Is Security a Private Matter?
NYC already provides its non-public schools with textbooks and transportation. Is security next?
A New York City proposal that public funds should be used to buy security equipment for private schools could have ramifications far beyond the five boroughs if passed. There are close to 800 non-public schools in New York City and public funding for them is limited. New York state law requires school districts provide publicly funded transportation and textbooks to non-public school students if parents request them. States such as Ohio and Pennsylvania also provide for non-public school textbooks and other items.
Security, however, is another matter. Although hundreds of New York City public schools now have taxpayer-funded security cameras, non-public schools must pay for security measures themselves. Brooklyn city councilman Simcha Felder aims to change that—to the consternation of many in the public school community. "It's been a battle for a long time," he says.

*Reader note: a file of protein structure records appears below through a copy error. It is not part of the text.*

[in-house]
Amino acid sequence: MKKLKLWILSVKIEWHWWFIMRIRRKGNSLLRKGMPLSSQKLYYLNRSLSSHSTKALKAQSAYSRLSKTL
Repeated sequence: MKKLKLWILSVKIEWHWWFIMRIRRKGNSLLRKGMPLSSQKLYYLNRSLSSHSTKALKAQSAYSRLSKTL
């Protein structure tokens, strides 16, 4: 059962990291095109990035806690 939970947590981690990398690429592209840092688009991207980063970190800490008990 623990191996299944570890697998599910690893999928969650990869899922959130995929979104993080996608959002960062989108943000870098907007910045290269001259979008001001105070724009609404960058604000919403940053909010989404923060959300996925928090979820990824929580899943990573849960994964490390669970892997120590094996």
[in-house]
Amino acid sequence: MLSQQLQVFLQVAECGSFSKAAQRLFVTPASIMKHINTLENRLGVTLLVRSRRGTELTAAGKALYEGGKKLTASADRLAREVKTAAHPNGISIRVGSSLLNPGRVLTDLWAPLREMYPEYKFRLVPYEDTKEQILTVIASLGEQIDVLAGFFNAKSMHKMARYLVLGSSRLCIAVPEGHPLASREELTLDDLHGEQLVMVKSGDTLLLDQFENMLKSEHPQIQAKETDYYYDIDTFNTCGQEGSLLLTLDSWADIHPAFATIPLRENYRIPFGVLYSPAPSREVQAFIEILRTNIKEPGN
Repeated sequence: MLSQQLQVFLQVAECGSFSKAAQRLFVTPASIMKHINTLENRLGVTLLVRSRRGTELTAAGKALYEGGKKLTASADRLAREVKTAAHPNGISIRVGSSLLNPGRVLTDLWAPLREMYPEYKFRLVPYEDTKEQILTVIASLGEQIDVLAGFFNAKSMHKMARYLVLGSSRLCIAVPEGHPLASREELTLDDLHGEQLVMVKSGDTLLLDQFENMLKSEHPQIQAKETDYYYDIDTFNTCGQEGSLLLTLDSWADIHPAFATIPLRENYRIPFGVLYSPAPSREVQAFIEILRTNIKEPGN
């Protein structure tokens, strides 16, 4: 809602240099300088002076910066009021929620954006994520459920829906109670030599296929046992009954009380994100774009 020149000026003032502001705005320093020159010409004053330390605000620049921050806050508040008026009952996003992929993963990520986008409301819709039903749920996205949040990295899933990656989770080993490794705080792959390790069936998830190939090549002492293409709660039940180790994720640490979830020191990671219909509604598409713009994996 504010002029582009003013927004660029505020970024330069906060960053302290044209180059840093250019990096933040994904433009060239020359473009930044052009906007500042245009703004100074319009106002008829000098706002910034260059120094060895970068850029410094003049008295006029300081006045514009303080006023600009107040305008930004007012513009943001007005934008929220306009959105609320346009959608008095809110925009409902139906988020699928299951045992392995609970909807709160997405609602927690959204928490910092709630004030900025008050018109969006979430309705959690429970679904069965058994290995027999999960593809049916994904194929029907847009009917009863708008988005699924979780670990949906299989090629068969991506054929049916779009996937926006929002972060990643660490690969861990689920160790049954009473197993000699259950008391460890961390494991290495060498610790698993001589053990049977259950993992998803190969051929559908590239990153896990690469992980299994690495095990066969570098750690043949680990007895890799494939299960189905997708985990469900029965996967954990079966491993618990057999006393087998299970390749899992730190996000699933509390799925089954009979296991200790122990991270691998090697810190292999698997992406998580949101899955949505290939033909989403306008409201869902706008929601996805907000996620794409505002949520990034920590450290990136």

Felder helped introduce a bill in 2008 to direct the NYC Department of Education to provide non-public schools with the same security services as public schools, including cameras, safety officers, and metal detectors. The bill has since languished without a hearing, but that didn't stop Felder from campaigning on it during the recent City Council election. He plans to reintroduce the bill this year.
Amy Sechler, director of legislative affairs at the Washington, D.C.–based National Association of Independent Schools, says the New York City idea is unique, and intriguing. If successful, it could catch on in other states—particularly where non-public schools already receive public funding of some sort. "In certain pockets, where there is a very open dialogue with public and private officials, it might work," she says.
Felder acknowledges some opponents worry about increasing non-public school funding, especially when spending is already tight. But he wants to make sure that non-public schools have the same security as everyone else—and he's adamant that it's the right move. "It means having to spend money, but that doesn't mean it's not a good thing," he says.